Why is it always the middle of the night when those words of self-doubt seem the loudest? Last night, as I was up with Ethan from 1:15 -2am, I was losing the battle of fighting back against those words. Exhaustion sapped my strength.
Ethan has had a rough week. Behaviors we haven’t seen consistently in a while have been creeping back in. While not entirely surprising (we’ve had a slew of schedule changes the past couple of weeks, on top of dealing with the flu), it’s still defeating. Maybe we are choosing to fight too many battles right now. When it’s 1:30am, and I’m in his room for the third time – after listening to him kick and punch the wall for twenty minutes – all the doubts, the what-if’s, the should-haves are louder than any of the calm thoughts I was trying to convey to him.
He could not sleep. Normally, he just comes into our room and into our bed. While we were great with Ryley and Grace about putting them back in their rooms to sleep, we have been slack with Ethan. So he’s in our bed almost every night. We have decided it’s time to break him of this habit. So two nights ago, we told him we would give him a quarter for every night he stays in his bed. Huge fail the first night. Last night, he was staying in his bed, but he was really unhappy about it, thus the wall punching/kicking.
He was completely unable to problem-solve by the time I got to him. He was thirsty, but there was a dead mosquito in his cup. I emptied the cup, cleaned it out, refilled it and gave it back to him. He was cold, but he was unable to process there were two other blankets at the foot of his bed. I pulled them up over him. I rubbed his back, kissed his cheek, told him I loved him, and went back to bed. Five minutes later, the wall kicking/punching started again.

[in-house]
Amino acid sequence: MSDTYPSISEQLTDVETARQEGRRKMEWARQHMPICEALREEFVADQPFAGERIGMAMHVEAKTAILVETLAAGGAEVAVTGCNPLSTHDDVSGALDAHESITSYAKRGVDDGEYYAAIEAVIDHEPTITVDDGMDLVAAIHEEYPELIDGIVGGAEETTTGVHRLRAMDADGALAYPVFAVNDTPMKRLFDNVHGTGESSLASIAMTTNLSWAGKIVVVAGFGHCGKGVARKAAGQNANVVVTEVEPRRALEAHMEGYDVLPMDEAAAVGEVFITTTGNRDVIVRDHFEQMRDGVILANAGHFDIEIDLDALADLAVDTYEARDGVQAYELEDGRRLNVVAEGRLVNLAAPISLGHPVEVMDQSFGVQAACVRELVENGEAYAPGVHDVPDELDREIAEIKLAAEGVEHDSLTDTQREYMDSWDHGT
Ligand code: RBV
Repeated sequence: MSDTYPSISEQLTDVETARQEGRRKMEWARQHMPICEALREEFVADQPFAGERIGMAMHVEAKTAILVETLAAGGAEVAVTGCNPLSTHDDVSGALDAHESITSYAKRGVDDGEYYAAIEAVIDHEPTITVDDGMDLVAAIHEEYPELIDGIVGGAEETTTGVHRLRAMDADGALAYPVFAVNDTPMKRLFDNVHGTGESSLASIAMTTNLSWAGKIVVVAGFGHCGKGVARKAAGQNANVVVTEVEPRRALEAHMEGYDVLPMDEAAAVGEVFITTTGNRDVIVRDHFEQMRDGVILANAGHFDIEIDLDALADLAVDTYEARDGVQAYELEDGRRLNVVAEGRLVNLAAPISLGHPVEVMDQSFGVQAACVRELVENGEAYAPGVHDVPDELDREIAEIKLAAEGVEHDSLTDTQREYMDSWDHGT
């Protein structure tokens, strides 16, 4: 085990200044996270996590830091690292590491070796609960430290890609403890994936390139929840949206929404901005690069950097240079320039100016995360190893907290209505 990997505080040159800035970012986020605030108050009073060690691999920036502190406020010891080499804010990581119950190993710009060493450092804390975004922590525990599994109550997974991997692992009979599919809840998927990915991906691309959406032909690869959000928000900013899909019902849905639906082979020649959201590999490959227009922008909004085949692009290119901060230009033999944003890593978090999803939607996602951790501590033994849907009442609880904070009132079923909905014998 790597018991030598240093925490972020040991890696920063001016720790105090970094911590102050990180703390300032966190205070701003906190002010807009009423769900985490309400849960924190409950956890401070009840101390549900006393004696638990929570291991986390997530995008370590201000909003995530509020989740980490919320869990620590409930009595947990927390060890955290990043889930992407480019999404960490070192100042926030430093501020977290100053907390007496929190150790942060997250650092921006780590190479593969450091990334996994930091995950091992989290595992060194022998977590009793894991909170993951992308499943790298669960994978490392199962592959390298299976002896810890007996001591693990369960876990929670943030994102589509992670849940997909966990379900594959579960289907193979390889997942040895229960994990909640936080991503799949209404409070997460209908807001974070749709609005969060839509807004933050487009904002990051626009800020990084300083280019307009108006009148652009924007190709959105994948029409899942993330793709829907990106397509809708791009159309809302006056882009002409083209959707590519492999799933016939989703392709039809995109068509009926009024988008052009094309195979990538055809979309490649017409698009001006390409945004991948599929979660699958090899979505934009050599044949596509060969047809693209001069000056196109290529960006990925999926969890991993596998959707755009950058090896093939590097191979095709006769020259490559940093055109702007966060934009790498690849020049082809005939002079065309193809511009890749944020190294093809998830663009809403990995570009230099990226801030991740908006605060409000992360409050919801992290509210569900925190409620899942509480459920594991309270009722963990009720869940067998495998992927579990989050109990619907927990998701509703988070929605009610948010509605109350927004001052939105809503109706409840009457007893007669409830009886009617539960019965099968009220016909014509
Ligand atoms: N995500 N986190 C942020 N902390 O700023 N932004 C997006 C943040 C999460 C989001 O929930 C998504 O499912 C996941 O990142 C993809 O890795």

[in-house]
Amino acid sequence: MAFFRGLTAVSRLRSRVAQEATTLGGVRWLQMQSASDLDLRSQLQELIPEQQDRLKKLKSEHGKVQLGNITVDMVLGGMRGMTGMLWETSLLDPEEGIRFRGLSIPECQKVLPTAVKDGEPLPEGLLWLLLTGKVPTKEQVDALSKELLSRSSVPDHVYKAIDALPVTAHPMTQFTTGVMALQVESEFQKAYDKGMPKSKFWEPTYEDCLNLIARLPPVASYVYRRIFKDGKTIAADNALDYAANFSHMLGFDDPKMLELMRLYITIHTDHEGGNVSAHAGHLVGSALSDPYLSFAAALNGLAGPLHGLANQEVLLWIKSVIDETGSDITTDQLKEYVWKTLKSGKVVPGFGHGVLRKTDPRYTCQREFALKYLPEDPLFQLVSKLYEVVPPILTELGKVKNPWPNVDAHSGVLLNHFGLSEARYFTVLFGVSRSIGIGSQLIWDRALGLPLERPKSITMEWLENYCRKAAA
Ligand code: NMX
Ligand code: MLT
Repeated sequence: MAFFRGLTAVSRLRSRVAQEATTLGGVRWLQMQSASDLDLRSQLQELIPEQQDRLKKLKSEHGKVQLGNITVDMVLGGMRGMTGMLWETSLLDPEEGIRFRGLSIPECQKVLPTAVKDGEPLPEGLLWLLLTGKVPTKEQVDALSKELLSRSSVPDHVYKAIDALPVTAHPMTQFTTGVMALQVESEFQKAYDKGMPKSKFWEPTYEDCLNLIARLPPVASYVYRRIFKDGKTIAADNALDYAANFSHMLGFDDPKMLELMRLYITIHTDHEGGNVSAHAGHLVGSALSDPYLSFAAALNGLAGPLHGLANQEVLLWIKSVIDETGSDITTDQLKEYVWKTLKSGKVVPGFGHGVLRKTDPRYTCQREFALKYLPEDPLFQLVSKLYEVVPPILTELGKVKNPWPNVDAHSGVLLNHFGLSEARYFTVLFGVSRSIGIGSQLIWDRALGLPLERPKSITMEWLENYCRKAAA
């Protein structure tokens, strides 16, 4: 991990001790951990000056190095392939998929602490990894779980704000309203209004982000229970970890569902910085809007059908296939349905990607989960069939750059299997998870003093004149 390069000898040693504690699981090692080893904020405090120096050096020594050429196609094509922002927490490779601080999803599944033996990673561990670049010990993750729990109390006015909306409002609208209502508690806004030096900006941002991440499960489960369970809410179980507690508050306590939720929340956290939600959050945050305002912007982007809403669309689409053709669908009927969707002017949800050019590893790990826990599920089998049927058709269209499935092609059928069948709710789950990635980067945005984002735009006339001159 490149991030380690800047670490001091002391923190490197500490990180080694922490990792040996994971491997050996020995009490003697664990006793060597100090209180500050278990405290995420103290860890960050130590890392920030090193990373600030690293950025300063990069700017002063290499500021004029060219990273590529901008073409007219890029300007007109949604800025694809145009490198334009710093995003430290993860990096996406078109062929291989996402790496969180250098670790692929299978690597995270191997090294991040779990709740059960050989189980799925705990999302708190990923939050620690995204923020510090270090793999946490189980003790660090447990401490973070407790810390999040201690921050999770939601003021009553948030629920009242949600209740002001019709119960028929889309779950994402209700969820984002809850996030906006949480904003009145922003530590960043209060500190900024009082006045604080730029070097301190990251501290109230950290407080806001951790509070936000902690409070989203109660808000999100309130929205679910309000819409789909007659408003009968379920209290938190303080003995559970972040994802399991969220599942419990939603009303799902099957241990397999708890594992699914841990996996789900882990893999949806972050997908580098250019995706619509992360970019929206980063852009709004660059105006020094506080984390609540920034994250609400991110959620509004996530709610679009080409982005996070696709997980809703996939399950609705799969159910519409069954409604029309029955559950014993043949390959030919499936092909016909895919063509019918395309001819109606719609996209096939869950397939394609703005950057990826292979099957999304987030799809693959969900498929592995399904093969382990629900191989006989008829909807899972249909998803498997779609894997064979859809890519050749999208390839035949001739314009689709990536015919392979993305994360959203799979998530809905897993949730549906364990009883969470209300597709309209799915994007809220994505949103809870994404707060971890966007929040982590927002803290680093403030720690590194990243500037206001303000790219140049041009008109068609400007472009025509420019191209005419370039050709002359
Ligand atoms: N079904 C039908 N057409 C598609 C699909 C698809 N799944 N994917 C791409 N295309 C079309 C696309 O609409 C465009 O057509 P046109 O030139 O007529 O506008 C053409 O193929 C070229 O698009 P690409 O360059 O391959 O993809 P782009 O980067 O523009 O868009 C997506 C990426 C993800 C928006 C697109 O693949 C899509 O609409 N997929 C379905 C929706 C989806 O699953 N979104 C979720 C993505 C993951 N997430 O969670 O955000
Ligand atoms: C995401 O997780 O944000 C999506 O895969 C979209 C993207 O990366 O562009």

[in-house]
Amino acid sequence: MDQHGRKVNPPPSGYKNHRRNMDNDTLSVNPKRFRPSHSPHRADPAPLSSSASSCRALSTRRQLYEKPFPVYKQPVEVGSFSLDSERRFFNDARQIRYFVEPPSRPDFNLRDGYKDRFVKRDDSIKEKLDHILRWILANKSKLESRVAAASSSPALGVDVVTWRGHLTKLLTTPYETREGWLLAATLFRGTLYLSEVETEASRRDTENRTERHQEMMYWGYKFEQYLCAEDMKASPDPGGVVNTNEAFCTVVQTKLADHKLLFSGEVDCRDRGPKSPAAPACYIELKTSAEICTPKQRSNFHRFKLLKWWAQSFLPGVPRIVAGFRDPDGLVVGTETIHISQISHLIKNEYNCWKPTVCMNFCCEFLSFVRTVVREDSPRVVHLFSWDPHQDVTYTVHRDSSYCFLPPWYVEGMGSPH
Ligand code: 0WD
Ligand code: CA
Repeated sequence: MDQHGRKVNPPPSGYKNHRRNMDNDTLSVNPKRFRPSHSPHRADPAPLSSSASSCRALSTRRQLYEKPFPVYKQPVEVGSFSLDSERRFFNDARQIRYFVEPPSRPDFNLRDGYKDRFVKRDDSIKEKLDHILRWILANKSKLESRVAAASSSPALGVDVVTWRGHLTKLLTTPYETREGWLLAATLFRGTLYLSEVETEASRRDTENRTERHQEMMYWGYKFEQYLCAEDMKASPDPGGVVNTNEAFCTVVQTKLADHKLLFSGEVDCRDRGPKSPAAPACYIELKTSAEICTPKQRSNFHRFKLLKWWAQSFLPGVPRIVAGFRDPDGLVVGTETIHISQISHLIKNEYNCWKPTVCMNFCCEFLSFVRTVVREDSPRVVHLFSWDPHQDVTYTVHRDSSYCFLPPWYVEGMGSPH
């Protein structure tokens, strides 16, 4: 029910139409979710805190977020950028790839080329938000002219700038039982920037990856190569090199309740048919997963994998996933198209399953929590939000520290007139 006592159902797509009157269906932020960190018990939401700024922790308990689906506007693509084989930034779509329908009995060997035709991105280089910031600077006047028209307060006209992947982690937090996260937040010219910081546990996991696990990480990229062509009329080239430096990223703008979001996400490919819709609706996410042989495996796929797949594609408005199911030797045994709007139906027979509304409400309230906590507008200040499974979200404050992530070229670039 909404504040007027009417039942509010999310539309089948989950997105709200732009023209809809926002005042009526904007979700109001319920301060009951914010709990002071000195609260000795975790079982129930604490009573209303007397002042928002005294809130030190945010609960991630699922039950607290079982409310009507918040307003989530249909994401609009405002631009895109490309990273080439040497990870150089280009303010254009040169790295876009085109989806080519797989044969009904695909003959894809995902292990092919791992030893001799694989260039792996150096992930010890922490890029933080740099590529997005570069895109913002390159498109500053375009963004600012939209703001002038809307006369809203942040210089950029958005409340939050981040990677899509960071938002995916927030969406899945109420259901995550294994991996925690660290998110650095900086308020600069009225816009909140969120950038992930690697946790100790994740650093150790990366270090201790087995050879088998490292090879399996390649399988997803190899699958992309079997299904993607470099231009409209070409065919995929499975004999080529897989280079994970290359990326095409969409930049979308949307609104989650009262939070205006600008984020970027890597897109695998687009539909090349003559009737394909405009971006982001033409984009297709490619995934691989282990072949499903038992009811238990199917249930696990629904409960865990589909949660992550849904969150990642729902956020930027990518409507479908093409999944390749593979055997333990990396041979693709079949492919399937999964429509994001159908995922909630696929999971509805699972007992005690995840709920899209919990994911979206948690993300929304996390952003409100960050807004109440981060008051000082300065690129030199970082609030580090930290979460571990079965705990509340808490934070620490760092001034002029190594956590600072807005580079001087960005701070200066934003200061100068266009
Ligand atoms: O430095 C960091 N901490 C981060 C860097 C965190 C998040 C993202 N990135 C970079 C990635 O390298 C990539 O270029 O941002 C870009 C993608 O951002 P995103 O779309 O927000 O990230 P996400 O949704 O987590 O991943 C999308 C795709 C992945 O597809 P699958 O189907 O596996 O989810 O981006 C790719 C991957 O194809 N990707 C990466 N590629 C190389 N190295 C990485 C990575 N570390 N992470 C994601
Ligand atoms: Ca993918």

He could not fall asleep he said. I went back through all the tools we’ve given him to use when he thinks he can’t sleep. Think of one calming word over and over, focus on your breathing, imagine in your mind (with your eyes closed) your favorite place. As I lay there with him for awhile listening to him breath, I couldn’t help but wonder what things I’d done, or not done, when he was a baby and toddler to make him the way he is. Logically, I *know* nothing I did or did not do made him this way, but I can’t help those thoughts in the middle of the night.
How did I fail my child? How am I still failing him? Why are we seeing the same behaviors return? Why do we have to deal with this at all? Did I eat the wrong thing? Did I have too much caffeine while I was pregnant with him and nursing him? Did I not spend enough time with him or did I spend too much time with him?
I finally got him settled and returned to my bed. But it took awhile to stop the swirling thoughts. It took some time to calm myself. Added to the thoughts of failing him somehow were the thoughts of how I’ve failed myself this week…..losing patience with my sick little girl, berating myself for not running the other day, beating myself up for having that second glass of wine last night, disappointment in myself for not finishing all the tasks I had set out for myself yesterday. Usually I am able to look around and realize what we deal with is so minimal when compared to the lives of others. But there are days (and/or nights) when I just wallow in how much this sucks. We are both tired today. We are supposed to be leaving tomorrow for a long weekend, but I am exhausted and drained. And I’m already dreading the night ahead, wondering what battles we might face, and what defeating words I will hear at 1:30am.